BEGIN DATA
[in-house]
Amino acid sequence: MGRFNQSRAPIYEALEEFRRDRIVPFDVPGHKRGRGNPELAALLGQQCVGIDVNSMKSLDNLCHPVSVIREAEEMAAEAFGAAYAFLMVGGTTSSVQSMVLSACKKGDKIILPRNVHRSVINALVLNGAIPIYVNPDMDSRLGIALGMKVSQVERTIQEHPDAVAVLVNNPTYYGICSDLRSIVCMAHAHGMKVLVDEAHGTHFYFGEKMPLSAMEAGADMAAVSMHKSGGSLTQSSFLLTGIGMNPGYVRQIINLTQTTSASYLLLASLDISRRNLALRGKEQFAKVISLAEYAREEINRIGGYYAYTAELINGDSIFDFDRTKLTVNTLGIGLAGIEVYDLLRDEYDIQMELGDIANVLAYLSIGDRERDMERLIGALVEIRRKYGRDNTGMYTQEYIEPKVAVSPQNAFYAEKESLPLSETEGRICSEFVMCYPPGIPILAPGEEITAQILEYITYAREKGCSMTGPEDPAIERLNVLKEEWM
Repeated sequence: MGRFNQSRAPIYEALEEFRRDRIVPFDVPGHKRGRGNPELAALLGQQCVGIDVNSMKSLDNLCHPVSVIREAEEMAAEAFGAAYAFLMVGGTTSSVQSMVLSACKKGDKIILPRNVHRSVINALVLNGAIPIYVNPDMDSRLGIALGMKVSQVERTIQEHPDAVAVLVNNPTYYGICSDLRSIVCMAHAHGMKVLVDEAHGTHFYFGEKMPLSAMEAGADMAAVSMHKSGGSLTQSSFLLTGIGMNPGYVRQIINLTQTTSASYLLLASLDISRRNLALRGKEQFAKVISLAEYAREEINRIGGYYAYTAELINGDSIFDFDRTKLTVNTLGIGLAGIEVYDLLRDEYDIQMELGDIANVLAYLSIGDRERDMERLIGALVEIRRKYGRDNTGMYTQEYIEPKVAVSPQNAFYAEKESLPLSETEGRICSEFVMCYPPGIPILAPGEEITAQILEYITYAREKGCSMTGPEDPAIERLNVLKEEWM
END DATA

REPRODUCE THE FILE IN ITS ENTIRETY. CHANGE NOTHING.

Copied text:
[in-house]
Amino acid sequence: MGRFNQSRAPIYEALEEFRRDRIVPFDVPGHKRGRGNPELAALLGQQCVGIDVNSMKSLDNLCHPVSVIREAEEMAAEAFGAAYAFLMVGGTTSSVQSMVLSACKKGDKIILPRNVHRSVINALVLNGAIPIYVNPDMDSRLGIALGMKVSQVERTIQEHPDAVAVLVNNPTYYGICSDLRSIVCMAHAHGMKVLVDEAHGTHFYFGEKMPLSAMEAGADMAAVSMHKSGGSLTQSSFLLTGIGMNPGYVRQIINLTQTTSASYLLLASLDISRRNLALRGKEQFAKVISLAEYAREEINRIGGYYAYTAELINGDSIFDFDRTKLTVNTLGIGLAGIEVYDLLRDEYDIQMELGDIANVLAYLSIGDRERDMERLIGALVEIRRKYGRDNTGMYTQEYIEPKVAVSPQNAFYAEKESLPLSETEGRICSEFVMCYPPGIPILAPGEEITAQILEYITYAREKGCSMTGPEDPAIERLNVLKEEWM
Repeated sequence: MGRFNQSRAPIYEALEEFRRDRIVPFDVPGHKRGRGNPELAALLGQQCVGIDVNSMKSLDNLCHPVSVIREAEEMAAEAFGAAYAFLMVGGTTSSVQSMVLSACKKGDKIILPRNVHRSVINALVLNGAIPIYVNPDMDSRLGIALGMKVSQVERTIQEHPDAVAVLVNNPTYYGICSDLRSIVCMAHAHGMKVLVDEAHGTHFYFGEKMPLSAMEAGADMAAVSMHKSGGSLTQSSFLLTGIGMNPGYVRQIINLTQTTSASYLLLASLDISRRNLALRGKEQFAKVISLAEYAREEINRIGGYYAYTAELINGDSIFDFDRTKLTVNTLGIGLAGIEVYDLLRDEYDIQMELGDIANVLAYLSIGDRERDMERLIGALVEIRRKYGRDNTGMYTQEYIEPKVAVSPQNAFYAEKESLPLSETEGRICSEFVMCYPPGIPILAPGEEITAQILEYITYAREKGCSMTGPEDPAIERLNVLKEEWM